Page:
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Randy’s Review: ‘Super Troopers 2’
Who asked for this sequel and why?
Combine some stunts from Johnny Knoxville’s Jackass crew with the chicanery of TVs “Impractical Jokers” and the physical comedy of “The Three Stooges” and you have a sequel 17 years in the making ... and I’m not sure why.
Having never seen the original “Super Troopers,” it’s hard for me to fathom why — nearly two decades later — those kooky producers, Broken Lizard Industries, decided we need a part two. Probably because they needed the work.
But whether we wanted it or not, “Super Troopers 2” is upon us. After having seen it, I do not feel the least bit motivated to search out the original.
Starring and written by the Broken Lizard crew, disgraced former Spurbury Police Department officers Farva (Kevin Heffeman), Mac (Steve Lemme), Rabbit (Erik Stolhanske), Foster (Paul Soter) and Thorny (Jay Chandreasekhar) are all working outside of law enforcement.
Captain O’Hagen (Brian Cox) reaches out tot he team under the guise of a fishing trip. The real purpose of the getaway was to meet with Vermont Gov. Jessman (Lynda Carter) who asks the former cops to help put together a new police department on land which formerly belonged to Canada but is now actually U.S. land. The team has to work alongside the Canadian Mounties currently serving the region to complete the transition. Their reward, they are reinstated as police officers.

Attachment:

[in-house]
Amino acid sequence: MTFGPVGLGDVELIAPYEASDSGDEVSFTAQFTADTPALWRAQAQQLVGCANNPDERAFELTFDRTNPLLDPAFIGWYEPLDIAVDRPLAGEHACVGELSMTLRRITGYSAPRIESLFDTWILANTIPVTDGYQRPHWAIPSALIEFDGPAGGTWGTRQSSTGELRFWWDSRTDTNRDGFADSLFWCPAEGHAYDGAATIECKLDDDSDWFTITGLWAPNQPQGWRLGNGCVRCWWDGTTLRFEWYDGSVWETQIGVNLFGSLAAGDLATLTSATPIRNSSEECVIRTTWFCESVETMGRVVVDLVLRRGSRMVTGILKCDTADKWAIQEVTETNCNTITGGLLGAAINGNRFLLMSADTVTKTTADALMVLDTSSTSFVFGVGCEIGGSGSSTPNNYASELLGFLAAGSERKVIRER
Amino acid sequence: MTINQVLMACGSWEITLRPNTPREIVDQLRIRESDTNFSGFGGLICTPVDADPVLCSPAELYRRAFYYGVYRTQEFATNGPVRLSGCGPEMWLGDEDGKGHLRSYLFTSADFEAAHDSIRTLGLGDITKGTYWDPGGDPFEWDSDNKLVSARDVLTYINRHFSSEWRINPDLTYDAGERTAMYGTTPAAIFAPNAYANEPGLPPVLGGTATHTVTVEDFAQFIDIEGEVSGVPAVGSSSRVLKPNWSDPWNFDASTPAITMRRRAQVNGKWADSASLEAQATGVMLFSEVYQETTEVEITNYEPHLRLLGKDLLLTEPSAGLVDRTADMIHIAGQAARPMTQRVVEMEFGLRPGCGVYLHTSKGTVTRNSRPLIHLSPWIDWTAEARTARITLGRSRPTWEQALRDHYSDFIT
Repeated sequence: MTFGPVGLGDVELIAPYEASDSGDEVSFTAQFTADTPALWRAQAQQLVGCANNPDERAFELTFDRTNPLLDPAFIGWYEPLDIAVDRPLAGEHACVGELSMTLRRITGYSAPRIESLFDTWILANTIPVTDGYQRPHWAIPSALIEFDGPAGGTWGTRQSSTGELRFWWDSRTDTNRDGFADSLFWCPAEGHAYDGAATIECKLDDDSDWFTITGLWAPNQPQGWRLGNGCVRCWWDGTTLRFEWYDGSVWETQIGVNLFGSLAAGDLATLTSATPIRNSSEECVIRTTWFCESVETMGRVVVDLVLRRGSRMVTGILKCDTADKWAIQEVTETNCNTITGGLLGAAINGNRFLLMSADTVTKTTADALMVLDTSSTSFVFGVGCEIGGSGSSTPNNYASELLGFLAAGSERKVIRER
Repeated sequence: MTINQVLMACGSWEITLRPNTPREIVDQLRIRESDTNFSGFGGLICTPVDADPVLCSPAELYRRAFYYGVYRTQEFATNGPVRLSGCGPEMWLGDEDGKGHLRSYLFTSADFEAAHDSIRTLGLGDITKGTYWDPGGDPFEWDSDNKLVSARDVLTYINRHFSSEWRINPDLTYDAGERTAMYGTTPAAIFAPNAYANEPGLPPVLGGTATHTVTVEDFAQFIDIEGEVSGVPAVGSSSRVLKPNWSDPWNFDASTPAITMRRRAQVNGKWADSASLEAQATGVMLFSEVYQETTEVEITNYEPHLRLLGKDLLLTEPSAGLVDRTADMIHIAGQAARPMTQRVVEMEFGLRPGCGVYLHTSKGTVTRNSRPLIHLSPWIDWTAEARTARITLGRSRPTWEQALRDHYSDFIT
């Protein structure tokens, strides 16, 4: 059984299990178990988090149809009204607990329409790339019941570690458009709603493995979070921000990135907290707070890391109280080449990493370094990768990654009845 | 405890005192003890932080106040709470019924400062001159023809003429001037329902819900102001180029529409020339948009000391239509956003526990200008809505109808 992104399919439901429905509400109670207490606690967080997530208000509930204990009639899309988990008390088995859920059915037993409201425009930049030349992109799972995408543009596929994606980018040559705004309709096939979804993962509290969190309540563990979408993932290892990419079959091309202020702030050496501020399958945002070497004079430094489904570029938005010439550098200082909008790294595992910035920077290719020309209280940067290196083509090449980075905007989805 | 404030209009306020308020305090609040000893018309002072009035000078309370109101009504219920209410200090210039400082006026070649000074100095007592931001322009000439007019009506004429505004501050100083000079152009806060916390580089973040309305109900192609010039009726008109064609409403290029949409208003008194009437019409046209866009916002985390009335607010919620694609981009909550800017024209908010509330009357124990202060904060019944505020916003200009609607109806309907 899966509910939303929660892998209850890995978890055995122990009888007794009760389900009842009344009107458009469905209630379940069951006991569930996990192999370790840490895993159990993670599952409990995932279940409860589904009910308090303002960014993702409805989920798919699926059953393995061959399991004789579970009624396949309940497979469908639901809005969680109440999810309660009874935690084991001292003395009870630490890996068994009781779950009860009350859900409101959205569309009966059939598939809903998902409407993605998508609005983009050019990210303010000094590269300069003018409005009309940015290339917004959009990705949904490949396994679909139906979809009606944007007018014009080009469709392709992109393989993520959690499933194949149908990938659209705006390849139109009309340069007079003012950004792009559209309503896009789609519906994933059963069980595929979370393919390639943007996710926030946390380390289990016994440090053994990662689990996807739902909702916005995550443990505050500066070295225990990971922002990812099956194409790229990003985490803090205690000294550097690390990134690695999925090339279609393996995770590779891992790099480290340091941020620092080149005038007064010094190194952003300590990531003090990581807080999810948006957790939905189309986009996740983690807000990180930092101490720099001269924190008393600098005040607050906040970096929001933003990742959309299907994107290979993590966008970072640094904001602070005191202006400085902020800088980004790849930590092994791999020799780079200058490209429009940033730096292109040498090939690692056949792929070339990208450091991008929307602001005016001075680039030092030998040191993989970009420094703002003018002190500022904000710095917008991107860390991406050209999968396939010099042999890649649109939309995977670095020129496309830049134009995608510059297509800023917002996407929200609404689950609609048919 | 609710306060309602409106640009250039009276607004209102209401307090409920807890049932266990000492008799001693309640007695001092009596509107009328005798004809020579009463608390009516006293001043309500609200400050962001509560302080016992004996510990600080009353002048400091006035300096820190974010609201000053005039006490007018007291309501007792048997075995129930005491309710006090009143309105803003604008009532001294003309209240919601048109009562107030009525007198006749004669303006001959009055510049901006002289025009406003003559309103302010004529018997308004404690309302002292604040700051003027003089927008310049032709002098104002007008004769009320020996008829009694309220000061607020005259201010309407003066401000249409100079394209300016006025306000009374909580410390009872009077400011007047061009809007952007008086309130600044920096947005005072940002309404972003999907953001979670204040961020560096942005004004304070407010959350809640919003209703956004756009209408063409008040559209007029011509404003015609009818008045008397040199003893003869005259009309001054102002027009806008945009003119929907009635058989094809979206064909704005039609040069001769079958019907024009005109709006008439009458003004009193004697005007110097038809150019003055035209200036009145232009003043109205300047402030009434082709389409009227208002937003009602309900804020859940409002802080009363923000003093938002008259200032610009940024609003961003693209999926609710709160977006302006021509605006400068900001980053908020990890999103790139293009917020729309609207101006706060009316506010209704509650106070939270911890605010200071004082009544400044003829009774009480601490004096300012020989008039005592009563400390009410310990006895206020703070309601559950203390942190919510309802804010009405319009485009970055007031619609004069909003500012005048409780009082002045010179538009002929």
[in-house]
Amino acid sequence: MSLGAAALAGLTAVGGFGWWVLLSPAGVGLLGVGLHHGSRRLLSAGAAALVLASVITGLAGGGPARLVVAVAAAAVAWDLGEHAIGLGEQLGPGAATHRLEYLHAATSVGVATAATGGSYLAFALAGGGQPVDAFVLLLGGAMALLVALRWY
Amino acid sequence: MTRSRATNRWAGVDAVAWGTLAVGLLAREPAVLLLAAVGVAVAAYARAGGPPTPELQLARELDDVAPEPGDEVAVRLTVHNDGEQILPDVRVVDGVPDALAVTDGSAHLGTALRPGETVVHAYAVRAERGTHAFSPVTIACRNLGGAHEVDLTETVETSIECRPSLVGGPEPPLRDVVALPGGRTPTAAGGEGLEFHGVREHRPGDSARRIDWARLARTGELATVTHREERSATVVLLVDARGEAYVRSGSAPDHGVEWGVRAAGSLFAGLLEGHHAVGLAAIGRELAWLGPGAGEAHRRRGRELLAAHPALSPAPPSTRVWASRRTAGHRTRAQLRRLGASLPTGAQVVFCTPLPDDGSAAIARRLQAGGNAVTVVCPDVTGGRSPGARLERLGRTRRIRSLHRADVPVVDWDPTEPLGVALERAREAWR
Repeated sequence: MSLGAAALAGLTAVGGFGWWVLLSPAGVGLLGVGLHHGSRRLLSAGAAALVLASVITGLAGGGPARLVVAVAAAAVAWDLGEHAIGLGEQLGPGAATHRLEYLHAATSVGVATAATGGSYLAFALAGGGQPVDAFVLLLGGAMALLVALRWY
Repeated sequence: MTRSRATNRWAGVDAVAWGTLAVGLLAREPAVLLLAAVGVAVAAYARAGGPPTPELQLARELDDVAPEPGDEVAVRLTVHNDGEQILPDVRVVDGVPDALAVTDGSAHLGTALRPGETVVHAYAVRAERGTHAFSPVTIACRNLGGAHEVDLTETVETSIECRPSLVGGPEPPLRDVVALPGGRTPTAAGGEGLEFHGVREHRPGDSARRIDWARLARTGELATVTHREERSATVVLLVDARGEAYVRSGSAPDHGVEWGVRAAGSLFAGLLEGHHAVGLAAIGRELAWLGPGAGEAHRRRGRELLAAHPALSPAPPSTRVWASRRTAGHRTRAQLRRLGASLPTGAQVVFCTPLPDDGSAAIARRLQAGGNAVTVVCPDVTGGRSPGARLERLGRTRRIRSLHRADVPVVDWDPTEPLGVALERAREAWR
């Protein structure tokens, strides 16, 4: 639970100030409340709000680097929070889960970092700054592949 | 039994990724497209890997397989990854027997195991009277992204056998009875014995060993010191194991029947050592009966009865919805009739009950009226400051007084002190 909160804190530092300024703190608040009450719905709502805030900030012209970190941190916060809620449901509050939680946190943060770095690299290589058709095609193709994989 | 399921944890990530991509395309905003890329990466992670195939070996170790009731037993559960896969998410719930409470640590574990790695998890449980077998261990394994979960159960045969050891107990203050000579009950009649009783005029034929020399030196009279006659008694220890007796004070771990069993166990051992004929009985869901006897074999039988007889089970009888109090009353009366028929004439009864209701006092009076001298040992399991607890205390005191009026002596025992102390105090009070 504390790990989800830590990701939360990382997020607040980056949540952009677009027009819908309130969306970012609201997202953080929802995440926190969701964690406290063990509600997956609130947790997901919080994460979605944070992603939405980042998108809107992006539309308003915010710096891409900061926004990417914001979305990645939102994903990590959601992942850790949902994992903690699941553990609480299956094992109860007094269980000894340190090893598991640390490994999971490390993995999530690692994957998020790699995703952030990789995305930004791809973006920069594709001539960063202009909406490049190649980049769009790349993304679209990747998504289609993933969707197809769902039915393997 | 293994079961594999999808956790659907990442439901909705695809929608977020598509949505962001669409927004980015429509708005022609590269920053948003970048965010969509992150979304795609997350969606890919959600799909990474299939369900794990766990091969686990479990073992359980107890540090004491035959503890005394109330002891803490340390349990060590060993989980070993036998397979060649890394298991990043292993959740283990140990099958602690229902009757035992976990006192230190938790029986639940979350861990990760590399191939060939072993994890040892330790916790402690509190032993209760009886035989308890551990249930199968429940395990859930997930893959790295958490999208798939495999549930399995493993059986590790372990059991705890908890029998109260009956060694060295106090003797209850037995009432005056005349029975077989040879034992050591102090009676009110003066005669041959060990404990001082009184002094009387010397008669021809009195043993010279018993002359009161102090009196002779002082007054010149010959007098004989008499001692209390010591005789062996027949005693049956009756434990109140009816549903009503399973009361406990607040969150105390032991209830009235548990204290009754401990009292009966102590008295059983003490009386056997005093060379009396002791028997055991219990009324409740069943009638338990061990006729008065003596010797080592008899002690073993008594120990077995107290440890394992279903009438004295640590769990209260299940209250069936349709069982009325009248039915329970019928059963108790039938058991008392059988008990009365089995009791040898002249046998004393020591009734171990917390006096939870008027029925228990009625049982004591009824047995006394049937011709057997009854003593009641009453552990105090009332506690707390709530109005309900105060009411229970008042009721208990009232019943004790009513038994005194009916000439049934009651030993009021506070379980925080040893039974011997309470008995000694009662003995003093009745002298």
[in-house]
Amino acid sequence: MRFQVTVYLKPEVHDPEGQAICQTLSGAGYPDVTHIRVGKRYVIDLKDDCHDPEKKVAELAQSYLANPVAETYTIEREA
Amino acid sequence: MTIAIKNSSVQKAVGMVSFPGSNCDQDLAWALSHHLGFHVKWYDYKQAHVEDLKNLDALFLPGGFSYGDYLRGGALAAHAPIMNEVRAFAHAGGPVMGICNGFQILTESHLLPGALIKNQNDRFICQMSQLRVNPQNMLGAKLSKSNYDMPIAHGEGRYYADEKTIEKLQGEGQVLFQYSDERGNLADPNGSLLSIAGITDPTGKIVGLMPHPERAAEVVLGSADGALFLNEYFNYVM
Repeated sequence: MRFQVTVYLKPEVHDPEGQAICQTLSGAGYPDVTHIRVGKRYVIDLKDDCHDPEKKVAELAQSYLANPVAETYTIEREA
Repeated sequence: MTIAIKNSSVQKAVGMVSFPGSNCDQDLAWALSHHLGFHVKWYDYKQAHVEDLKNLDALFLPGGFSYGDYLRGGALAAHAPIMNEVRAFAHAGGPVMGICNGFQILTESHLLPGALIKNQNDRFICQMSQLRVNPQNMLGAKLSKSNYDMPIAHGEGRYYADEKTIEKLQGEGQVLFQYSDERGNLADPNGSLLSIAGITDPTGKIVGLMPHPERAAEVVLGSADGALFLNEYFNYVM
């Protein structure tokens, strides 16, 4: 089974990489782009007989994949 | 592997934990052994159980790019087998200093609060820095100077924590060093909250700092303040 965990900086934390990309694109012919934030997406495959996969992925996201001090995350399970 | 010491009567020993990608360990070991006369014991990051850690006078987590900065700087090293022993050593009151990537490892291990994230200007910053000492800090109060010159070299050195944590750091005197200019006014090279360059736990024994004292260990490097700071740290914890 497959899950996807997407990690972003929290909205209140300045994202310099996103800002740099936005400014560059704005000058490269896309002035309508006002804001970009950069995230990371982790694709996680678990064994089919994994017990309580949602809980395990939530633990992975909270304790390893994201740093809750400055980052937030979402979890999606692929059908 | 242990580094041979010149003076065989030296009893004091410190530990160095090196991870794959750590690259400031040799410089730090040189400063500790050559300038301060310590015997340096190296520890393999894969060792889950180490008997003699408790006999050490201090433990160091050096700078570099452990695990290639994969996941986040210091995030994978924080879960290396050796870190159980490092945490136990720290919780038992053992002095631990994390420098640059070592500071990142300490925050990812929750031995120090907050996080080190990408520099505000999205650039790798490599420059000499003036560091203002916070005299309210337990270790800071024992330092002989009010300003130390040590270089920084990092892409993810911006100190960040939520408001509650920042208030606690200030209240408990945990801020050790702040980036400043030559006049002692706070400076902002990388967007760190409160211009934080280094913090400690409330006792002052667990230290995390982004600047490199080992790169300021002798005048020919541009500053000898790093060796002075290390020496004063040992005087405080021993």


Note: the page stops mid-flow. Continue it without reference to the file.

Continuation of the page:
When the replacement law enforcement squad shows up, the long-time Canadians are less than thrilled. The officers meet Mayor Guy Le Franc (Rob Lowe) and Genevieve (Emmanuelle Chriqui), a cultural attache and receive a less than warm reception from the Canadians who wish to remain Canadians.
Of course the mounties and troopers don’t get along and spend time creating problems for each other — allowing the hi-jinx to run rampant.
Scattered throughout the movie are appearances by Damon Wayans Jr. and Seann William Scott as a couple of troopers, comedian Jim Gaffigan and former child star Fred Savage as himself. It’s Savage who was involved with the super cops losing their jobs.
That’s the movie in a nutshell. Not sure what to say. There are a couple of laughs, but not enough to warrant a sequel to what many people tell me is a cult classic. But apparently if there’s a buck to be made, the Broken Lizard guys will go after it. It’s not like they had anything else to do. While the company takes production and writing credits, it’s Chandrasekhar who we can blame for direction.
I’m sure there are some who will take exception to my less than stellar review of “Super Troopers 2.” But I can’t imagine who they are.
If you’re so inclined, there are a couple of mid- and post-credit scenes should you feel like sitting through the extra few minutes.
On a scale of 5 popcorn buckets, “Super Troopers 2” barely pops up 1 1/2 tubs of stale, tasteless and flat filmmaking. No amount of seasoning is going to save this. MPAA rating: R. Running time: 1 hour, 40 minutes. This film was reviewed at Southpark 7 Theaters in Spencer.